Why the Dollar Could Collapse
The euro could replace the dollar as an international currency. Between Q1 2008 and Q2 2013 (most recent report), the value of euros held in foreign government reserves nearly tripled, from $393 billion to $1.45 trillion. At the same time, dollar holdings rose 36%, from $2.77 trillion to $3.76 trillion. Dollar holdings are 63% of the $6 trillion of total measurable reserves, down from 67% in Q3 2008. This decline means that foreign governments are slowly moving their currency reserves out of dollars.(Source: IMF, COFER Table)
China is the largest investor in dollars. As of December 2012, it held $1.2 trillion in U.S. Treasury Securities. It periodically hints it will reduce its holdings if the U.S. doesn't reduce its debt. Here's an example - China May Reduce U.S. Debt. Instead, its holdings continue to increase. For updates, see What Is the U.S. Debt to China?
Japan is the second largest investor, with $1.2 trillion in holdings. It buys Treasuries to keep the value of the yen low, so it can export more cheaply. However, its debt is now more than 200% of its GDP.
Oil-exporting countries (and the Caribbean banking centers that often serve as their front) hold $512 billion. If they decide to trade oil in euros instead of dollars, they would have less of a need to hold dollars to keep its value relatively higher. For example, Iran and Venezuela have both proposed oil-trading markets denominated in euros instead of dollars.
Why the Dollar Won't Collapse
Many say the dollar won't collapse because
- It's backed by the U.S. Government, making it the world's safe harbor currency.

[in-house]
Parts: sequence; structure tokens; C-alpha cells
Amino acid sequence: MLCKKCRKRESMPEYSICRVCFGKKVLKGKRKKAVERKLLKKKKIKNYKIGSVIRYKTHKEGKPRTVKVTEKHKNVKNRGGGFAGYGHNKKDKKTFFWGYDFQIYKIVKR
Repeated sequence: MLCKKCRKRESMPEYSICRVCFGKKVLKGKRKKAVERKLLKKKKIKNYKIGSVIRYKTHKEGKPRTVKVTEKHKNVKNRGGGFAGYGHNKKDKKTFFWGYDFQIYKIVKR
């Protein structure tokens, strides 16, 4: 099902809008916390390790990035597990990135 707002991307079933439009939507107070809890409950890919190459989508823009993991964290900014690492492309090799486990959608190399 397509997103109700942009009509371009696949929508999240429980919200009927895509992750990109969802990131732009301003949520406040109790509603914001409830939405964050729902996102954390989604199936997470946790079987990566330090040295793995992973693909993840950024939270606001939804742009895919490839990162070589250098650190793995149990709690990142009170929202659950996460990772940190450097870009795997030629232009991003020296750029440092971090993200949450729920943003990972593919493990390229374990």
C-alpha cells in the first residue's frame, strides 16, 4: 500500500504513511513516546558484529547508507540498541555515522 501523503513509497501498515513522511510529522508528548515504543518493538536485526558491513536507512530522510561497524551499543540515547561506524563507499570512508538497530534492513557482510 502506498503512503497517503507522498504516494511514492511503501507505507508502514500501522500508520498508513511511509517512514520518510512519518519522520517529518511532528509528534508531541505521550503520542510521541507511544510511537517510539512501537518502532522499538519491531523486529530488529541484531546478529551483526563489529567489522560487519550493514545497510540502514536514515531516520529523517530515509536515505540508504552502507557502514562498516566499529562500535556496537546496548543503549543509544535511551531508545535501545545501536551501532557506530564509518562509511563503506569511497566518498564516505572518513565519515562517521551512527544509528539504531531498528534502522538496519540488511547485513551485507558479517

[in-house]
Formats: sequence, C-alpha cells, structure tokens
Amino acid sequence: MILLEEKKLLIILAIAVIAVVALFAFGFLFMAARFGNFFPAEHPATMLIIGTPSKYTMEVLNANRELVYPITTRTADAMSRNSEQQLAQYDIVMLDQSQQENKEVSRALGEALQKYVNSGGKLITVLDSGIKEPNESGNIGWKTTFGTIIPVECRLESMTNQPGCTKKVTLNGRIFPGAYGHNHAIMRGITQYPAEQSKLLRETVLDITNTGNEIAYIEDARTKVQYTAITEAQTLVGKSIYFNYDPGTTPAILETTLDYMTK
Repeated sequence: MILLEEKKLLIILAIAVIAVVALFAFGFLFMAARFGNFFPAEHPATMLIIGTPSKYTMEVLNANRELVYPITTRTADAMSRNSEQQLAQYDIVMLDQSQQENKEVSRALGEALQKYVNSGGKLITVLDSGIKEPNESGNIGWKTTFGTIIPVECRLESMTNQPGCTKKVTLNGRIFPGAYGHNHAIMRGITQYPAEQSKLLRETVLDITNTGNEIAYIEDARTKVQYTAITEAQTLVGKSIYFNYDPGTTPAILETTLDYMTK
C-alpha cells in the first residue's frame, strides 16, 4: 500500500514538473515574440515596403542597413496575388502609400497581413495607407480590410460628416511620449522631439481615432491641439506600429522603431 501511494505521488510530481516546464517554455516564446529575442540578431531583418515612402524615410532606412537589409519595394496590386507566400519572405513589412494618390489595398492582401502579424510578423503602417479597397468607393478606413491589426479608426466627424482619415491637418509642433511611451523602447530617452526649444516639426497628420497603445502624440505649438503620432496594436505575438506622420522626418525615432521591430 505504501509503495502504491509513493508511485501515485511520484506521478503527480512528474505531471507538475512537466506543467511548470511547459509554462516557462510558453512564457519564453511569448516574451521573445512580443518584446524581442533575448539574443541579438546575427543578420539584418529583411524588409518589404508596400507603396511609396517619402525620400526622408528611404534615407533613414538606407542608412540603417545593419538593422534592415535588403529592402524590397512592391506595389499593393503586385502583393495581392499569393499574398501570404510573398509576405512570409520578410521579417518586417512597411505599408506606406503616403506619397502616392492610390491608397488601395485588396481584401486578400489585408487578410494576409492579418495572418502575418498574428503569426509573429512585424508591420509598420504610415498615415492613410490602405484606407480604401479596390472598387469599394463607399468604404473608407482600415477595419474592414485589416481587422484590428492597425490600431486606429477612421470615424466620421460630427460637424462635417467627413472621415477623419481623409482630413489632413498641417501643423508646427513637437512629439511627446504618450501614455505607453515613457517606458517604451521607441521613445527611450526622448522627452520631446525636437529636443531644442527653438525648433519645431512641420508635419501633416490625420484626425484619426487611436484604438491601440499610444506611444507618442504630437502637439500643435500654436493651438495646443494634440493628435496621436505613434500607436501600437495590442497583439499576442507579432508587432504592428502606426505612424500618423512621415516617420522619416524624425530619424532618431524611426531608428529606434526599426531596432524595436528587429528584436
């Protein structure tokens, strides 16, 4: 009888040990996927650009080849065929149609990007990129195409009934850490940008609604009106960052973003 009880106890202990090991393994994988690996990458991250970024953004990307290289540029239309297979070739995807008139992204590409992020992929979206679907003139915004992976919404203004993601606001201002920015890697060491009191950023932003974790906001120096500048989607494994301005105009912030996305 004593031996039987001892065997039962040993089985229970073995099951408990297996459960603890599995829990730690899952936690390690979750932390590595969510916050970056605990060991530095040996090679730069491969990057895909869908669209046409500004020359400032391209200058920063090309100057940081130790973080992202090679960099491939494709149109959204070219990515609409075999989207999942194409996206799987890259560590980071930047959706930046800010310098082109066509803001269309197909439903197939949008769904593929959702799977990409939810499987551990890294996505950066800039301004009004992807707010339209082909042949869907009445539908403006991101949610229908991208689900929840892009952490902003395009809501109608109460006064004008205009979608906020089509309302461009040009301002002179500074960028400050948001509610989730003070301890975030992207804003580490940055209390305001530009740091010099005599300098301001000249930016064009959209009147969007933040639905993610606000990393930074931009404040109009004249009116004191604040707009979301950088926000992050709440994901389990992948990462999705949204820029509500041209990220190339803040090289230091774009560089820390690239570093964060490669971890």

- It's the universal medium of exchange, thanks to our (still relatively) sophisticated financial markets.
- The major oil contracts are still priced in dollars.
Many in Congress want the dollar to decline because they believe it will help the U.S. economy. A weak dollar lowers the price of U.S. exports relative to foreign goods, making our products more competitive. In fact, the decline in the dollar helped to improve the U.S. Trade Deficit in 2012.
Although the dollar has declined dramatically over the last ten years, it has not yet created a collapse. It's not in the best interest of most countries to allow this to happen, since it would decrease the value of their dollar holdings.
Regardless of the outcome, be prepared. Most experts agree that the best hedge against risk is with a well-diversified investment portfolio.
Ask your financial planner about including overseas funds. These are denominated in foreign currencies rise when the dollar falls. Focus on economies with strong domestic markets. Also ask about commodities funds, such as gold, silver and oil, which increase when the dollar declines. Article updated December 3, 2013